Author: Jess Morgan & Coach Manni
I’ve got a place at the London Marathon in October. It’s my first ever marathon and my first time training seriously for a running event, and given my history of injuries and a reckless habit of overtraining and burning out, I decided I’d better enlist a coach to help me get to the start line in one piece and ready to hit my target time of 3.5 hours.
I’ve been working with Manni – a highly respected coach and physio in London – since December, and not only has my running has come on in leaps and bounds since then, I’ve also learned a lot more about my body, fuel and recovery. Here’s a few things I wish I’d known when I first started running:
If you build it (slowly) it will come
It was really important, especially coming from an injury like I was, to start running consistently but without overloading the body. I started with daily short, easy runs of just 2km, which was almost agonisingly short when I knew I could run longer and faster, but it really helped to build the strength and resilience later on.
Embrace the slow runs
Before I had a coach, I treated every run like a time trial, and success was a faster average pace than the run before. Although this worked for a while, it inevitably resulted in a rolled ankle or other injuries. Now I do several runs a week that are deliberately slow, which means that even though I’m still getting the miles in, I’m not pushing myself too hard and can recover faster ready for tougher sessions later in the week. Wear your comfiest trainers, listen to a podcast and enjoy the scenery!
Fuel for health and performance
As someone who is vegan-ish (no meat and mostly no dairy) I knew that it was a bit more challenging for me to get enough protein in my diet, but I’d naively thought that chowing down on plenty of eggs, Quorn and chickpeas was enough to top me up. Turns out I was wrong and I was only getting half the protein I needed each day! That’s where Nuzest comes in, I now depend on it to reach my daily protein goals. It’s super easy to build into my routine – I have a protein smoothie after training sessions or in the afternoon as a snack on rest days. This protects my immune system and supports muscle and tendon repair.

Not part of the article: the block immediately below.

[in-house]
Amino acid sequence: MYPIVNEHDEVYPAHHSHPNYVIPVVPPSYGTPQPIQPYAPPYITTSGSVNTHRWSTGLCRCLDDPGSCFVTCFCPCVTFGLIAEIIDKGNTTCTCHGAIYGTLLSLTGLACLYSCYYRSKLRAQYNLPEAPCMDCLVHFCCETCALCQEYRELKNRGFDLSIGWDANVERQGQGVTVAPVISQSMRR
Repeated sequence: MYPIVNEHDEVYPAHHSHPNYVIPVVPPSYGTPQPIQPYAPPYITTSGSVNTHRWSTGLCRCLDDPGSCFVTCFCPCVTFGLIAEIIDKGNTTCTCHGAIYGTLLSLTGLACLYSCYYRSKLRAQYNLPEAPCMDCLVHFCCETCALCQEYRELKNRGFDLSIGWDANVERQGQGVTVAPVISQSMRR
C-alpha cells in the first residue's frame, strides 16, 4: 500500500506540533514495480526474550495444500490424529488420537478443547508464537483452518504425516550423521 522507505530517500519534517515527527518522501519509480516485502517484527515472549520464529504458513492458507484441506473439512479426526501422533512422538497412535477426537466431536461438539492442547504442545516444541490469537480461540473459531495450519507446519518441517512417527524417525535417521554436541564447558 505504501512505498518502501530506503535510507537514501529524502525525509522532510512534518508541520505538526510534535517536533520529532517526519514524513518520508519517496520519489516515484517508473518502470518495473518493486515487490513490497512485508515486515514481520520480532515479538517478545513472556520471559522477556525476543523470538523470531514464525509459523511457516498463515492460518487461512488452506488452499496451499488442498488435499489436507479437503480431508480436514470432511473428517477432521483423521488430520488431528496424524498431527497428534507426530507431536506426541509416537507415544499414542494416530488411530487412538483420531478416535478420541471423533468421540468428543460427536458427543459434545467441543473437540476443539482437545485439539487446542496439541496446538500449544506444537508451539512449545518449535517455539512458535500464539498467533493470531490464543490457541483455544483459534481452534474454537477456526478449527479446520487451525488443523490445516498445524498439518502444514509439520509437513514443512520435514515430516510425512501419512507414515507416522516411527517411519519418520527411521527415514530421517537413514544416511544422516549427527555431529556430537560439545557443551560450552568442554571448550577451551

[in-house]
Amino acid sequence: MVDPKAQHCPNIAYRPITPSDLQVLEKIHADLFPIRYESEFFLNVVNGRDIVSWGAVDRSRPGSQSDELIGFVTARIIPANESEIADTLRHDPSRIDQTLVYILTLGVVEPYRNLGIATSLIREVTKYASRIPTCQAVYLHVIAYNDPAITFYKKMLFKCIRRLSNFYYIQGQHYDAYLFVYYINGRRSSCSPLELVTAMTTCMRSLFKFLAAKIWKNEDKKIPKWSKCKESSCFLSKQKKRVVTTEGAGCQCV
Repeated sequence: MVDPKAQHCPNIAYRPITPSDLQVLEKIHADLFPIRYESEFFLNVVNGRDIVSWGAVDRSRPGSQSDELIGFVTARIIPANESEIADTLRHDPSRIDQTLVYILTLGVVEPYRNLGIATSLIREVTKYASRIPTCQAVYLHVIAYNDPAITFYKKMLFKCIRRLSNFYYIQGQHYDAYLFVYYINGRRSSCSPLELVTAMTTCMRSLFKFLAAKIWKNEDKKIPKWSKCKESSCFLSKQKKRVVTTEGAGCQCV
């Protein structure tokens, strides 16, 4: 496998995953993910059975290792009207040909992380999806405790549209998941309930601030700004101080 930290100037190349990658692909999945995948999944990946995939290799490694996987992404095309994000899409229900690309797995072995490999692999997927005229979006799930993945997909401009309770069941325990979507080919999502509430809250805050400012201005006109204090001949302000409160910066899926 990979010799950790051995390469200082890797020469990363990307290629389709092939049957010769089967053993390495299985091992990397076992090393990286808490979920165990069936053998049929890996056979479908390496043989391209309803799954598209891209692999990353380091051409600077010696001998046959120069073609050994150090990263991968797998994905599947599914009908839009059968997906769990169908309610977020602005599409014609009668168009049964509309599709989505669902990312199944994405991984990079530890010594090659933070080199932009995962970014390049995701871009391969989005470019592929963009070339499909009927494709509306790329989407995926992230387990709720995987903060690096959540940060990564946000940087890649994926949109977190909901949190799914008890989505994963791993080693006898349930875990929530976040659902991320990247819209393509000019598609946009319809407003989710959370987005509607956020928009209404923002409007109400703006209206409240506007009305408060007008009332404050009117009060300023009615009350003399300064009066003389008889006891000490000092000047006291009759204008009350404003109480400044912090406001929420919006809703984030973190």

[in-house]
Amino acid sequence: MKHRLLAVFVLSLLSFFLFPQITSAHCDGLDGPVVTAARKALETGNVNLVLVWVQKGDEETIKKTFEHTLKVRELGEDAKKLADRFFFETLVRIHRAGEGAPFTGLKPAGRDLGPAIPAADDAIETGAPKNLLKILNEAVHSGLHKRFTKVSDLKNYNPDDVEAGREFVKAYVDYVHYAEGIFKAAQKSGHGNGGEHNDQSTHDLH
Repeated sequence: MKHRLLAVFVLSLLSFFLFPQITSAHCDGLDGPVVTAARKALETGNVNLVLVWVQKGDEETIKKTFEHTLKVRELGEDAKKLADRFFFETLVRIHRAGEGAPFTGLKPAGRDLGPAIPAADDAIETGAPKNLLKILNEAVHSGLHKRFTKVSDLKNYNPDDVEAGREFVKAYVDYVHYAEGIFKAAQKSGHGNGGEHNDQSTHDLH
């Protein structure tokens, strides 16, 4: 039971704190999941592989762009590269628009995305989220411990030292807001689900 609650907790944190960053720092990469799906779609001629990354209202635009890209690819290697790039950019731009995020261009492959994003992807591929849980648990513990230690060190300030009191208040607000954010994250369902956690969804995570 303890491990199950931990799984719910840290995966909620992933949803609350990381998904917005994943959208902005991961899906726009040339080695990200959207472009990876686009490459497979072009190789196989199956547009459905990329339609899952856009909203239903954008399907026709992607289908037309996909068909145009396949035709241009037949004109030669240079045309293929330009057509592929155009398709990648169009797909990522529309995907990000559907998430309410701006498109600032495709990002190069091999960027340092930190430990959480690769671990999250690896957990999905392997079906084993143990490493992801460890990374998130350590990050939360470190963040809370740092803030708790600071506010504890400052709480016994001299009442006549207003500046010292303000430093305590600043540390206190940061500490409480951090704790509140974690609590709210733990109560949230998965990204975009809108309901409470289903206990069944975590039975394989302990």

Recovery is training
I used to think that being tired all the time was a badge of honour, and that dragging myself out of bed for a 6am alarm even though my body was screaming out for more rest was just what you do if you’re dedicated to your sport. Recently my mindset has shifted to see recovery as a metric that’s as important to hit as a training session. Once it became something I could fail at, I started prioritising recovery more. Now getting extra sleep and lazing on the sofa doesn’t feel like a cop out but an essential part of my training.
Find a support network
I love training solo, but having a support network has been really encouraging and motivating. I’m in a Whatsapp chat with all the other individuals in Manni’s coaching group and it’s a great space to see where other people are running, ask for advice and celebrate when someone has a great session. Now that restrictions are lifting, I’m looking forward to mixing it up with more in-person training and the chance to push myself against something more tangible than a Strava leaderboard.